When using the PhoneBurner softphone, you will want to make sure your microphone is in good working order.
You can test your ability to use the softphone by clicking this link.
Occasionally, you may find that even after testing, that there are other issues or you may see this message when starting a dial session meaning your browser is not allowing the connection.
In Chrome, you can check this when you are in you PhoneBurner account by going to the lock icon in the address bar and go to site settings. Make sure that the microphone is set to allow so Phoneburner can access it.
In Firefox it will be the same:
Check the microphone settings to make sure the site is not blocked.
Make sure your headset is plugged in and that you are able to hear other sounds on your computer.
Advanced Microphone Permissions Troubleshooting
In case the above did not fix your issue:
Make sure that Google Chrome is accessing the right microphone (i.e. USB vs. built in mic) on your computer.
To do this: Open the Google Chrome Settings page:
Type in 'Microphone' on the 'Search settings' box at the top click 'Content settings...':
Under the "Microphone" section, choose the microphone device you would like to use from the dropdown menu and click "Done". Google Chrome will now access the microphone you selected by default:
Exclusive Microphone Access
Verify that you are not giving exclusive microphone access to another application like Skype:
Unplug your headset from your computer.
Quit Skype and close PhoneBurner.
Plug your headset back into your computer.
Open PhoneBurner and login.
Windows Audio Settings
If this solves the problem, and you are using Windows, you must adjust your computer settings to prevent this from happening again.
Open your “File Explorer” and click on “Control Panel”. Then click on “Hardware and Sound” and then click on “Sound”.
Click on the “Recording” tab and then select your microphone (i.e. “Headset mic”, “Internal mic”, etc.) and click "Properties".
Access your sound settings from your control panel. The location of this setting varies depending on your Windows version:
You can also usually access this from the volume control on your bottom toolbar by right clicking .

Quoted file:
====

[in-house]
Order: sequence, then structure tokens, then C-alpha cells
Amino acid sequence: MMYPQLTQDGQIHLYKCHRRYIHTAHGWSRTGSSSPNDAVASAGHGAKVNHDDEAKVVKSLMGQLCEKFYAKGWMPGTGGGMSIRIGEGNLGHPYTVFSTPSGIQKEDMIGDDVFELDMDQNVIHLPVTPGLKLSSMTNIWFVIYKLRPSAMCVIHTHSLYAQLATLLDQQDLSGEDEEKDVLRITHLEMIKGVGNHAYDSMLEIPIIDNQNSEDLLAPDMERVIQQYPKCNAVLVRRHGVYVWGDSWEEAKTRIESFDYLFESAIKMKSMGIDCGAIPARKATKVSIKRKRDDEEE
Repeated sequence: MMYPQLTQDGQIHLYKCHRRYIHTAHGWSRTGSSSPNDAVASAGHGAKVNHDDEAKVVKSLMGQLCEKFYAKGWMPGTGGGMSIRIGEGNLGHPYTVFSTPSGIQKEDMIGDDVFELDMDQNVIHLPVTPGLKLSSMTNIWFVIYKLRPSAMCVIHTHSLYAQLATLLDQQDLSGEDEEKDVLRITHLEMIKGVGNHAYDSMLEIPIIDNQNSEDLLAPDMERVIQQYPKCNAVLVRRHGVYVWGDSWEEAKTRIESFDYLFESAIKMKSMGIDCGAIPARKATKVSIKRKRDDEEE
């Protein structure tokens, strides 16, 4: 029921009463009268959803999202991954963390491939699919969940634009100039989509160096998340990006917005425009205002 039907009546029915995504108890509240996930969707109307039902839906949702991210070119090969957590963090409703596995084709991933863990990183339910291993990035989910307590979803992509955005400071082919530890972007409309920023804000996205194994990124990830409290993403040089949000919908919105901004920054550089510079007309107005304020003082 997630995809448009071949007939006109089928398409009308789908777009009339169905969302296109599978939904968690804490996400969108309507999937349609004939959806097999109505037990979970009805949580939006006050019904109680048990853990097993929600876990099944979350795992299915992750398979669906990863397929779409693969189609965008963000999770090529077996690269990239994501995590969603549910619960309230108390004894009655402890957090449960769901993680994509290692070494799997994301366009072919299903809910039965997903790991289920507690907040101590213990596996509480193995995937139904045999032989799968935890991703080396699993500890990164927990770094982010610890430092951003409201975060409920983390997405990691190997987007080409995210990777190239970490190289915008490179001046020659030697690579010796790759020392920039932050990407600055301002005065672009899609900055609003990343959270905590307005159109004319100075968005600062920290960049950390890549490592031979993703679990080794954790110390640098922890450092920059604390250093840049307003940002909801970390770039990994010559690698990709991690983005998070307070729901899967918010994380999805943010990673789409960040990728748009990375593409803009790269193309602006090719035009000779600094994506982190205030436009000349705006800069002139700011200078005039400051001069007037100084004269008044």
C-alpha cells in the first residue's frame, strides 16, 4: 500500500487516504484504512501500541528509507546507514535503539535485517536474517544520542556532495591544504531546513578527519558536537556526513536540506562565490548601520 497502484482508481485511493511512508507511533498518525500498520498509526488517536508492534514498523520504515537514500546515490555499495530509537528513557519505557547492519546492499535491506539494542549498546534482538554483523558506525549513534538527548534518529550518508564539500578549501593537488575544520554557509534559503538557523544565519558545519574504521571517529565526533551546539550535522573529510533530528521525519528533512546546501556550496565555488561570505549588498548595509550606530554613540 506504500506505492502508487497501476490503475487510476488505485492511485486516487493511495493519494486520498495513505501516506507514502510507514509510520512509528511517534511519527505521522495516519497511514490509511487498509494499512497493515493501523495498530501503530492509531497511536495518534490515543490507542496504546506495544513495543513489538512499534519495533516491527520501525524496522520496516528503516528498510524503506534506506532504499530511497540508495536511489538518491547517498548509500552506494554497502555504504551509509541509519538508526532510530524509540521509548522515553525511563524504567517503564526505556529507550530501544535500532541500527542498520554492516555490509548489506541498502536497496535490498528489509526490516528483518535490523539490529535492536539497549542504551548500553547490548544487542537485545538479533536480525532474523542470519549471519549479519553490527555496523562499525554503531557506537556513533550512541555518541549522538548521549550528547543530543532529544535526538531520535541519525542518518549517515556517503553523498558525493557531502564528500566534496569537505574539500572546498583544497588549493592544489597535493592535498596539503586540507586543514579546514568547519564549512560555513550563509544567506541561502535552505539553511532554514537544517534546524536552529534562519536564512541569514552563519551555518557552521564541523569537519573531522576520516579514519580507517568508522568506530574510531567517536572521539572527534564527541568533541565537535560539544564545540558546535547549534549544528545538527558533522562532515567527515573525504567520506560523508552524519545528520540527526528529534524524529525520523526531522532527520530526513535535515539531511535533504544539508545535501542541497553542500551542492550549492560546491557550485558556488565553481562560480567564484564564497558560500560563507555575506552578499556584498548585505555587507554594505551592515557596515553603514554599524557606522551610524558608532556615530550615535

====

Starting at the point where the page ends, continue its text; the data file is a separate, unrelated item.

A list of recording devices will appear. Try speaking into your microphone, and see if there any green bars rising next to one of them while you talk (as in screenshot).
If you do see green bars when you talk into the microphone, but it still doesn’t work in some program, then that means that the mic is correctly configured in Windows, but the program is listening to the wrong recording device. Try changing that program’s settings.
If you don't see any green bars, Check if you can recognize which one of the devices in the list is your microphone. If you found it, click on it to highlight it, and then click Set Default.
Check again if you see green bars rising when you talk into the microphone. If you do your mic is now correctly setup. If not, continue to next step.
Double-click on the device that represents your microphone. The Microphone Properties window will appear. Click the Levels tab.
In the “Levels” tab make sure that “Microphone” and “Microphone Boost” are set to the maximum, you can do that by sliding them to the right until the first one shows 100 and the boost is set to +30.0 dB. Then click OK.
In the “Levels” tab make sure that “Microphone” and “Microphone Boost” are set to the maximum, you can do that by sliding them to the right until the first one shows 100 and the boost is set to +30.0 dB. Then click OK. (some may not have the boost option)
In the “Enhancements” tab (if found), make sure to uncheck the “Disable all sound effects” checkbox.
Now visit the “Advanced” tab too and make sure to uncheck the “Allow applications to take exclusive control of this device” checkbox and click “OK“. (Also uncheck the “Enable audio enhancements” check box if found).
In the main recording devices panel, go to the “Communications” tab and select the “Do nothing” radio button and then click OK.
Restart your computer and recheck your recording devices panel. If you see green bars rising when you talk into the microphone – your mic is now properly configured!
If you still have trouble.
Uninstall and reinstall your microphone drivers
Open device manager, fastest way is through the search bar:
Open ‘Audio Inputs and Outputs’
Left-click on your recording device.
In the menu that opens up Click ‘Uninstall’.
Physically disconnect your microphone from the computer.
Restart the computer.
Reconnect microphone and let Windows re-install the drivers.
If none of these solutions work, you may need to check for info specific to your headset or audio equipment/sound card, etc.
Mac Audio Settings
If your computer is running a Mac OS, check to make sure your headsets are compatible with Apple products. Macs actually use a different type of microphone input technology than other types of operating systems. This means even if you are using a headset with a built-in microphone, your Mac may not detect it, and instead use the computer’s internal microphone. An easy way to check if your headset is Mac-compatible is to plug them in and go to System Preferences → Sound → Input tab. If your computer is picking up the microphone from your headset, it should read “External Microphone”: